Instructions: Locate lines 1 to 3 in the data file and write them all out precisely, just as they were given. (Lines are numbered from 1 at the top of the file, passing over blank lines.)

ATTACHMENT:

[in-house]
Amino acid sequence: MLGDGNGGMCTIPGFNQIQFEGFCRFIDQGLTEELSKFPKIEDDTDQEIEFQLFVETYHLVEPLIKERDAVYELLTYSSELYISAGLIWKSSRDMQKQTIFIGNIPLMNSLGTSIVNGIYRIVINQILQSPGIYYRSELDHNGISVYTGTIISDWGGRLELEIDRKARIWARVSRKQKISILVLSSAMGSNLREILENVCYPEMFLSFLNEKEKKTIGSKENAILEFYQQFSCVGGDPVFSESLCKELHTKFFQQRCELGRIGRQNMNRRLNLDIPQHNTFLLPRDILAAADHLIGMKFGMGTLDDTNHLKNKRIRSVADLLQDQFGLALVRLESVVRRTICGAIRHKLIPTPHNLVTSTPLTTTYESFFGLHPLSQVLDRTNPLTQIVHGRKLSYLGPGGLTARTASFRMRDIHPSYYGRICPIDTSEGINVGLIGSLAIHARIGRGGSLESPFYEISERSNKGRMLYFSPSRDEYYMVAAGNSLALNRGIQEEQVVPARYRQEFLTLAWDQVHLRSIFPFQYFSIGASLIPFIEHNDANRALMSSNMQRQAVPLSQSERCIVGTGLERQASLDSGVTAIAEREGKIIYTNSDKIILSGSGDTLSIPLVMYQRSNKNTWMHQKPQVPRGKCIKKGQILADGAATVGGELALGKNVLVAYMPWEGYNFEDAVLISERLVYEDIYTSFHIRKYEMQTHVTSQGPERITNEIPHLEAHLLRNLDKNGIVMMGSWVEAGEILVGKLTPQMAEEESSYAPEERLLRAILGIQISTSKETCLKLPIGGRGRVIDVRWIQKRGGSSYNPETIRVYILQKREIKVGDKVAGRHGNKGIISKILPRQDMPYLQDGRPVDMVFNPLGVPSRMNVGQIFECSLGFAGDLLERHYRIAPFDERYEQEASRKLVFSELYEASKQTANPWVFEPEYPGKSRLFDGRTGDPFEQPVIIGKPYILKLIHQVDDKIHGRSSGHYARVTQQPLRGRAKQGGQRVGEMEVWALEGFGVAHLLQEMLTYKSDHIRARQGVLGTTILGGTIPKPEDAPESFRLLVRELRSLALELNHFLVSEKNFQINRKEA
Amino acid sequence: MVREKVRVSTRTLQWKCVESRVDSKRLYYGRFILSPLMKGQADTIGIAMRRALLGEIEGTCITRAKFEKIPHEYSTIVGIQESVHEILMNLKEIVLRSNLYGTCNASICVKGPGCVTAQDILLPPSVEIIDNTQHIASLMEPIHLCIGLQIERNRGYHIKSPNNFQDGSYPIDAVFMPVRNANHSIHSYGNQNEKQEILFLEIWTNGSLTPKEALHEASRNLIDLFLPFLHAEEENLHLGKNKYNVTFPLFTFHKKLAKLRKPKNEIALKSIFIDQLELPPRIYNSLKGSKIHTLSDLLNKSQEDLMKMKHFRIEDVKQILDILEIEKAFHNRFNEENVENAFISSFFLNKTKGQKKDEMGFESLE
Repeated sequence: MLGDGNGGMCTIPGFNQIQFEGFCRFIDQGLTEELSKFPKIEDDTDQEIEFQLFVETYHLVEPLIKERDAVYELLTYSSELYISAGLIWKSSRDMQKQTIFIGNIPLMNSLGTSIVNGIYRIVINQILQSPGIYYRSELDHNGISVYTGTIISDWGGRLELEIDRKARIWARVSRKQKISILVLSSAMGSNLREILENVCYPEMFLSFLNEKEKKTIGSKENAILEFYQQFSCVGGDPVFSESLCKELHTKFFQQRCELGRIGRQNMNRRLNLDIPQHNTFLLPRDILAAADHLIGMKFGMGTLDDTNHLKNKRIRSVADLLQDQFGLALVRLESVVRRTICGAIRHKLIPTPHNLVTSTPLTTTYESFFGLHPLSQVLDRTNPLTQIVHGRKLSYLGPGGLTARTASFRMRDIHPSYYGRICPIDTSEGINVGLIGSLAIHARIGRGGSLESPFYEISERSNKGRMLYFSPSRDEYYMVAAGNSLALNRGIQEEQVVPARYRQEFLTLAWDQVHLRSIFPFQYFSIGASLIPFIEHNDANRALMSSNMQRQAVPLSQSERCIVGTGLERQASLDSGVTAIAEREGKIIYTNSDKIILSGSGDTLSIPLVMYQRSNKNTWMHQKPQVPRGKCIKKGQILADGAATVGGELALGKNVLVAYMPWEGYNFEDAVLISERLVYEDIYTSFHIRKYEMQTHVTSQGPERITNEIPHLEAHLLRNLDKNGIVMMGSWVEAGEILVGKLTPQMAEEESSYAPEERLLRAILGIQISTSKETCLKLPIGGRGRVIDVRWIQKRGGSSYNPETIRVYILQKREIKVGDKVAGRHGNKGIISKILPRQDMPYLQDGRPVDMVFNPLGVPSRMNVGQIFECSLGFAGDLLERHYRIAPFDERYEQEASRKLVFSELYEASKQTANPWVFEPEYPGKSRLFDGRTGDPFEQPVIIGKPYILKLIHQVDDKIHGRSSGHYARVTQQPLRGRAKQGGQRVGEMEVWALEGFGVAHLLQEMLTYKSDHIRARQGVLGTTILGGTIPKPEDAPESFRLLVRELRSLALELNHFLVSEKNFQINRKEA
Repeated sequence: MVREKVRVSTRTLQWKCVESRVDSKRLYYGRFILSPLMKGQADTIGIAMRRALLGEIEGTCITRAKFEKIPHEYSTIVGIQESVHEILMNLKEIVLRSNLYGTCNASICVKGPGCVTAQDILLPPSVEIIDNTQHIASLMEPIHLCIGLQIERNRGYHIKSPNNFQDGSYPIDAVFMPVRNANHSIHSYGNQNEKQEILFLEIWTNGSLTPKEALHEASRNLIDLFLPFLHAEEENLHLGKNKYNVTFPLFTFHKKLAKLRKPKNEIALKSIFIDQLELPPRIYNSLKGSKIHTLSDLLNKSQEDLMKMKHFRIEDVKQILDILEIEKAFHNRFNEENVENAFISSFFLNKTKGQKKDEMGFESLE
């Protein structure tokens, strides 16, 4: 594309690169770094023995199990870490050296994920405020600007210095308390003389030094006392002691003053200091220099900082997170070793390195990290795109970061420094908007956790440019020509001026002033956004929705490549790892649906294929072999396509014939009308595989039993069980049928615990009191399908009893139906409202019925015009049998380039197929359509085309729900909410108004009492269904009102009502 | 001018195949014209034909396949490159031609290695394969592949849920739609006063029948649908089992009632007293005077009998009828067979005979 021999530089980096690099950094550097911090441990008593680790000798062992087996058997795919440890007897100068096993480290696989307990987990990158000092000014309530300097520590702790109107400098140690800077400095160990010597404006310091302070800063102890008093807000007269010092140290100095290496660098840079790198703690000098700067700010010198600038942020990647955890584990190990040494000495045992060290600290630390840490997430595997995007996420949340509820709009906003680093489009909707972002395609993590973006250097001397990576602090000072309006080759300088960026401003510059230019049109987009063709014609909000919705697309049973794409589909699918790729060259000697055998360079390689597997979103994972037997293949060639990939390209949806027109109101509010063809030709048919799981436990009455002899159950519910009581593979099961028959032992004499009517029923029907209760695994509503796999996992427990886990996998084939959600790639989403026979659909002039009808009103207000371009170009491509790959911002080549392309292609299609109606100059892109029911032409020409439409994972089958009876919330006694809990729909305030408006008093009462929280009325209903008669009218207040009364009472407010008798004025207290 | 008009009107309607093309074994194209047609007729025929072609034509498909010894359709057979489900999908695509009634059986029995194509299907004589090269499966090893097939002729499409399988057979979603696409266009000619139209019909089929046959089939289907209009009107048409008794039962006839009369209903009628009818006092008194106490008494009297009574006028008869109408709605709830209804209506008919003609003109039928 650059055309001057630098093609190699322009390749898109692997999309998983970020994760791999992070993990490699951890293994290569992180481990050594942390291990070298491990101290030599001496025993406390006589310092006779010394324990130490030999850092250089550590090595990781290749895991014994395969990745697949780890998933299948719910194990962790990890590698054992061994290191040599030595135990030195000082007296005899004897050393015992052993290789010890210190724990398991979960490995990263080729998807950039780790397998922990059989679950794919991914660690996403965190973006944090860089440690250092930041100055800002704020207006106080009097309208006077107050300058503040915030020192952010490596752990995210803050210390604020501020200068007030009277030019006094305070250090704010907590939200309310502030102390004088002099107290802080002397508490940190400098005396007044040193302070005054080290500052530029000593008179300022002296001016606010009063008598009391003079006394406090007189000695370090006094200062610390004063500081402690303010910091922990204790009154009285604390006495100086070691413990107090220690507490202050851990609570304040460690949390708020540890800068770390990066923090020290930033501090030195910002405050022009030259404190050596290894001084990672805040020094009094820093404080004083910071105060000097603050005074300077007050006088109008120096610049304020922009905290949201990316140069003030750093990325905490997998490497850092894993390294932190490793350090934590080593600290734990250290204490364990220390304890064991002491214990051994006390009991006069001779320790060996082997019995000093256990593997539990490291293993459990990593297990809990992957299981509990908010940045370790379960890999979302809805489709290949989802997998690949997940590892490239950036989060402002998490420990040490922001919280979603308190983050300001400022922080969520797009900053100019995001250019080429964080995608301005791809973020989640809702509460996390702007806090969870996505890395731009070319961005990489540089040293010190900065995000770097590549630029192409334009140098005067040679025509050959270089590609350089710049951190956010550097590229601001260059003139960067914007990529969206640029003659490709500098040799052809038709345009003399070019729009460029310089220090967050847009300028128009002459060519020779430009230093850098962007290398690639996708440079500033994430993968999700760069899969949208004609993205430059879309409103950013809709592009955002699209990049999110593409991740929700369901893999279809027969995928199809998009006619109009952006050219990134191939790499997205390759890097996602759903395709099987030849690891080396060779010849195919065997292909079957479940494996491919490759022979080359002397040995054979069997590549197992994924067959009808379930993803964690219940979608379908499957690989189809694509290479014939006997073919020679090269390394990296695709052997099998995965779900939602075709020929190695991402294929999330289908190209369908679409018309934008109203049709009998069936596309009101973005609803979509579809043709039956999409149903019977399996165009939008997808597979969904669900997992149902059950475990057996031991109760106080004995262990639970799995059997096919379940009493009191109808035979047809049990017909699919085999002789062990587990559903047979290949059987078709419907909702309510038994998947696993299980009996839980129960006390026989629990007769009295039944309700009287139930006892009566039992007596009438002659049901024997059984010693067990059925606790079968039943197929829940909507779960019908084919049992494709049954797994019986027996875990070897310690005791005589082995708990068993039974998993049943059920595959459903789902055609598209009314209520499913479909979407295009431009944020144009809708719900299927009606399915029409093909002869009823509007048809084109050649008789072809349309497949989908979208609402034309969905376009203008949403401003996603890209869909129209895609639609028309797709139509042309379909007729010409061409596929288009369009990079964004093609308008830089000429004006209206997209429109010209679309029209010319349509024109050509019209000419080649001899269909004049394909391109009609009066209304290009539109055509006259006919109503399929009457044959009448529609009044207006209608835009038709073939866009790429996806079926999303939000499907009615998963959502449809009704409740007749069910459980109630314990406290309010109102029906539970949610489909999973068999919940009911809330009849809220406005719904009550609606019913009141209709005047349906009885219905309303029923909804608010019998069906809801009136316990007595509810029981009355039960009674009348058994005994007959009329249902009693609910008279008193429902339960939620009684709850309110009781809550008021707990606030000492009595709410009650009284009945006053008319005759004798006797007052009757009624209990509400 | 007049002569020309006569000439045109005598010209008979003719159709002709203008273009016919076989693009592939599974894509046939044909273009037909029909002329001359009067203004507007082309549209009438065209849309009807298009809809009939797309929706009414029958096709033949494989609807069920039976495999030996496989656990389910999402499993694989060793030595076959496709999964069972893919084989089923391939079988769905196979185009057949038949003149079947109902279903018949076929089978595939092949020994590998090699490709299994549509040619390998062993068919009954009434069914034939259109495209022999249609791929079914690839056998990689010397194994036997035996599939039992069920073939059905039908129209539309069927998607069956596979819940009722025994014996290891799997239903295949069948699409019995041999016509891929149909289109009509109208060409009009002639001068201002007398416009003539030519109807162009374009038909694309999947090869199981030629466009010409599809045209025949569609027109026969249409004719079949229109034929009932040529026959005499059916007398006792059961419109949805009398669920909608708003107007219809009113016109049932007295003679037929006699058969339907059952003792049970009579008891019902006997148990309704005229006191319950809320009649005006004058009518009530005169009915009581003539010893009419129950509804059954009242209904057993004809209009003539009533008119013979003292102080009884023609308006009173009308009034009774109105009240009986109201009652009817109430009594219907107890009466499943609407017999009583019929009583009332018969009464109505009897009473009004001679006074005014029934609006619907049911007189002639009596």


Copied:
[in-house]
Amino acid sequence: MLGDGNGGMCTIPGFNQIQFEGFCRFIDQGLTEELSKFPKIEDDTDQEIEFQLFVETYHLVEPLIKERDAVYELLTYSSELYISAGLIWKSSRDMQKQTIFIGNIPLMNSLGTSIVNGIYRIVINQILQSPGIYYRSELDHNGISVYTGTIISDWGGRLELEIDRKARIWARVSRKQKISILVLSSAMGSNLREILENVCYPEMFLSFLNEKEKKTIGSKENAILEFYQQFSCVGGDPVFSESLCKELHTKFFQQRCELGRIGRQNMNRRLNLDIPQHNTFLLPRDILAAADHLIGMKFGMGTLDDTNHLKNKRIRSVADLLQDQFGLALVRLESVVRRTICGAIRHKLIPTPHNLVTSTPLTTTYESFFGLHPLSQVLDRTNPLTQIVHGRKLSYLGPGGLTARTASFRMRDIHPSYYGRICPIDTSEGINVGLIGSLAIHARIGRGGSLESPFYEISERSNKGRMLYFSPSRDEYYMVAAGNSLALNRGIQEEQVVPARYRQEFLTLAWDQVHLRSIFPFQYFSIGASLIPFIEHNDANRALMSSNMQRQAVPLSQSERCIVGTGLERQASLDSGVTAIAEREGKIIYTNSDKIILSGSGDTLSIPLVMYQRSNKNTWMHQKPQVPRGKCIKKGQILADGAATVGGELALGKNVLVAYMPWEGYNFEDAVLISERLVYEDIYTSFHIRKYEMQTHVTSQGPERITNEIPHLEAHLLRNLDKNGIVMMGSWVEAGEILVGKLTPQMAEEESSYAPEERLLRAILGIQISTSKETCLKLPIGGRGRVIDVRWIQKRGGSSYNPETIRVYILQKREIKVGDKVAGRHGNKGIISKILPRQDMPYLQDGRPVDMVFNPLGVPSRMNVGQIFECSLGFAGDLLERHYRIAPFDERYEQEASRKLVFSELYEASKQTANPWVFEPEYPGKSRLFDGRTGDPFEQPVIIGKPYILKLIHQVDDKIHGRSSGHYARVTQQPLRGRAKQGGQRVGEMEVWALEGFGVAHLLQEMLTYKSDHIRARQGVLGTTILGGTIPKPEDAPESFRLLVRELRSLALELNHFLVSEKNFQINRKEA
Amino acid sequence: MVREKVRVSTRTLQWKCVESRVDSKRLYYGRFILSPLMKGQADTIGIAMRRALLGEIEGTCITRAKFEKIPHEYSTIVGIQESVHEILMNLKEIVLRSNLYGTCNASICVKGPGCVTAQDILLPPSVEIIDNTQHIASLMEPIHLCIGLQIERNRGYHIKSPNNFQDGSYPIDAVFMPVRNANHSIHSYGNQNEKQEILFLEIWTNGSLTPKEALHEASRNLIDLFLPFLHAEEENLHLGKNKYNVTFPLFTFHKKLAKLRKPKNEIALKSIFIDQLELPPRIYNSLKGSKIHTLSDLLNKSQEDLMKMKHFRIEDVKQILDILEIEKAFHNRFNEENVENAFISSFFLNKTKGQKKDEMGFESLE